Weekly News Wrap: Monday, January 26, 2015
Your weekly selection of international law and international relations headlines from around the world:
- Top Ugandan rebel commander Dominic Ongwen is due to make his first appearance at the International Criminal Court (ICC) in The Hague today to face war crimes charges.
- United Nations experts warned that Sudan’s remote western territories could become a breeding ground for radical Islamists as violence in the country’s conflict-torn Darfur region rages at an alarming level.
- Boko Haram has launched a major offensive in Nigeria’s northeastern city of Maiduguri and the town of Monguno, engaging in fierce battles with the military.
Middle East and Northern Africa
- At least 16 people have been killed in clashes in Cairo between police and protesters on the fourth anniversary of the uprising that toppled President Hosni Mubarak. Additionally, a BBC reporter in Cairo has accused police forces of threatening to kill her while covering protests by Muslim Brotherhood supporters commemorating the 2011 uprising.
- At least seven people have been killed in rocket attacks in Damascus, with at least 53 rockets fired on several neighborhoods in the heaviest attack the Syrian capital has witnessed in recent years.
- The United States and its coalition partners have launched another round of air strikes against Islamic State, conducting 25 strikes, 13 in Iraq, since early Thursday.
- Moroccan authorities said on Sunday they arrested a suspected Algerian member of the militant group responsible for kidnapping and beheading French tourist Herve Gourdel east of Algiers in September.
- Iran’s Foreign Minister Javad Zarif has been summoned before parliament to explain his recent public stroll with US Secretary of State John Kerry during nuclear negotiations, according to a report by the country’s official IRNA news agency.
- The Islamic State of Iraq and the Levant (ISIL) has reportedly demanded the release of an Iraqi woman detained in Jordan in exchange for a Japanese national they are holding captive, following the group’s apparent killing of another Japanese citizen, which the Japanese have harshly condemned.
- North Korea called on Thursday for the top United Nations human rights body to investigate allegations of Central Intelligence Agency (CIA) torture in the George W. Bush era, that were contained in a recent Senate report.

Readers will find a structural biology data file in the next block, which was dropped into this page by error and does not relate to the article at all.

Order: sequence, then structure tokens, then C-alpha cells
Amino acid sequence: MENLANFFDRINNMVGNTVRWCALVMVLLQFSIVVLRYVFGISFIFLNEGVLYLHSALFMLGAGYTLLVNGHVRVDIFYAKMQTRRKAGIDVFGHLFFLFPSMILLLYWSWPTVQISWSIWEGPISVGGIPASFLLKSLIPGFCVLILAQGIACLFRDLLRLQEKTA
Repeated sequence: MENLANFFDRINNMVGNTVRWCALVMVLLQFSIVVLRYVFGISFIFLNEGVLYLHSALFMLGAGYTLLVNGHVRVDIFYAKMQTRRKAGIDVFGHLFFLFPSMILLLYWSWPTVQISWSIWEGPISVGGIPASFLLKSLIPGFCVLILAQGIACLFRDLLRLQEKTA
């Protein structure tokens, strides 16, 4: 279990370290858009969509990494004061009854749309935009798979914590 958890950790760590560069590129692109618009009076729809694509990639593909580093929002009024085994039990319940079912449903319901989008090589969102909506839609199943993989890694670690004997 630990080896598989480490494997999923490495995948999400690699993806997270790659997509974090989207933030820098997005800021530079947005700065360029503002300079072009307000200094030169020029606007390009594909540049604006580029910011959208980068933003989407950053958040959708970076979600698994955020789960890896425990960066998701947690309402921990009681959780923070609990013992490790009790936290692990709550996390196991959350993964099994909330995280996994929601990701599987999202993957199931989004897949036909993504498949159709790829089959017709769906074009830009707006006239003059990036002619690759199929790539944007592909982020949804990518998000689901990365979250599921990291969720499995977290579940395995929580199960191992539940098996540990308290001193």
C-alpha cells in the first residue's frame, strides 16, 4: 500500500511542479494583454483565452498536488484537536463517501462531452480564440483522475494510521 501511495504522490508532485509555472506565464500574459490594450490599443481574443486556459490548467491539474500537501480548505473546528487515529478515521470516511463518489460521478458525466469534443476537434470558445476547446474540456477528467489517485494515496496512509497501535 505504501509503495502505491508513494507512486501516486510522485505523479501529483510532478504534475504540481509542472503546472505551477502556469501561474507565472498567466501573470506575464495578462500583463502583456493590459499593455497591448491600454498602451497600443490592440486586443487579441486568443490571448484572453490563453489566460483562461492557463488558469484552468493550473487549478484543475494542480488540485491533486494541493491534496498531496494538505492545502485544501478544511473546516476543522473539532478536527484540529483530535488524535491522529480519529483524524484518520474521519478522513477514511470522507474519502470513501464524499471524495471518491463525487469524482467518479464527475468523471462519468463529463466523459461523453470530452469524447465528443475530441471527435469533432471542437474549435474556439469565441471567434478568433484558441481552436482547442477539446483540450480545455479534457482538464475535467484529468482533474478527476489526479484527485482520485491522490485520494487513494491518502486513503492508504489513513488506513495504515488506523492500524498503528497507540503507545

- A group calling itself “Official Cyber Caliphate” said it hacked the official website of national carrier Malaysia Airlines, but the airline said its data servers remained intact and passenger bookings were not affected.
- North Korea on Friday demanded the lifting of sanctions, imposed by South Korea after a 2010 attack on one of its naval vessels, as a condition for resuming dialogue.
- Spain will start talks with the United States about further increasing the number of U.S. troops at an air base in the south of the country, Deputy Prime Minister Soraya Saenz de Santamaria said on Friday.
- France’s top court ruled on Friday it was possible to strip the nationality of a Franco-Moroccan man naturalized as French who was convicted on terrorism charges, paving the way for more dual nationality jihadists to lose their passports.
- Pro-Moscow rebels, backed by what NATO says is the open participation of Russian troops, pressed on with their offensive on Sunday after restarting the war in eastern Ukraine with the first all-out assault since a truce five months ago.
- Senior figures in the European Union brandished a threat of new sanctions against Russia over the weekend violence in eastern Ukraine, with one blasting what he called “appeasement” of Moscow.
- The European Union on Friday suspended some budget assistance to Guyana on the grounds that President Donald Ramotar’s 2014 suspension of parliament has left the nation without adequate supervision of state spending.
- US Secretary of State John Kerry says the US is prepared to do more to help Nigeria fight Boko Haram.
- President Barack Obama on Sunday defended his administration’s drone-based counter-terrorism strategy against al Qaeda militants in Yemen, saying the alternative would be to deploy U.S. troops, which was not sustainable: “It is not neat and it is not simple, but it is the best option that we have,” Obama told reporters at a news conference in New Delhi.
- A senior U.S. diplomat in Cuba for negotiations on restoring long-frozen diplomatic relations met a group of dissidents on Friday, seeking to underline Washington’s concern over human rights but irritating the island’s communist government.
- Prime Minister Stephen Harper denied on Thursday that Canadian military advisers in Iraq would be dragged into combat against Islamic State militants despite a recent clash but said Canada’s forces would kill anyone who attacked them.
- Conservative Prime Minister Tony Abbott has awarded Australia’s highest honor to Prince Philip, husband of Queen Elizabeth, sparking a barrage of criticism across the country on its national day of celebration. The award grated with republicans who want to sever ties with Britain and appoint an Australian president.
- Australia called on Indonesia on Friday to reconsider its decision to execute two Australians convicted of drug offences, a move that is likely to strain already fragile ties between the two neighbors.
- The United States has agreed that Australian David Hicks, jailed on terrorism charges for five years at Guantanamo, is innocent, his lawyer said on Friday.
- A new round of U.N. talks between rival Libyan factions will take place in Geneva on Monday, the United Nations said, even as gunmen kidnapped the deputy foreign minister of the recognised government.
- The World Health Organisation (WHO) has admitted that the Ebola outbreak in West Africa revealed “inadequacies and shortcomings” in how it responds to crises.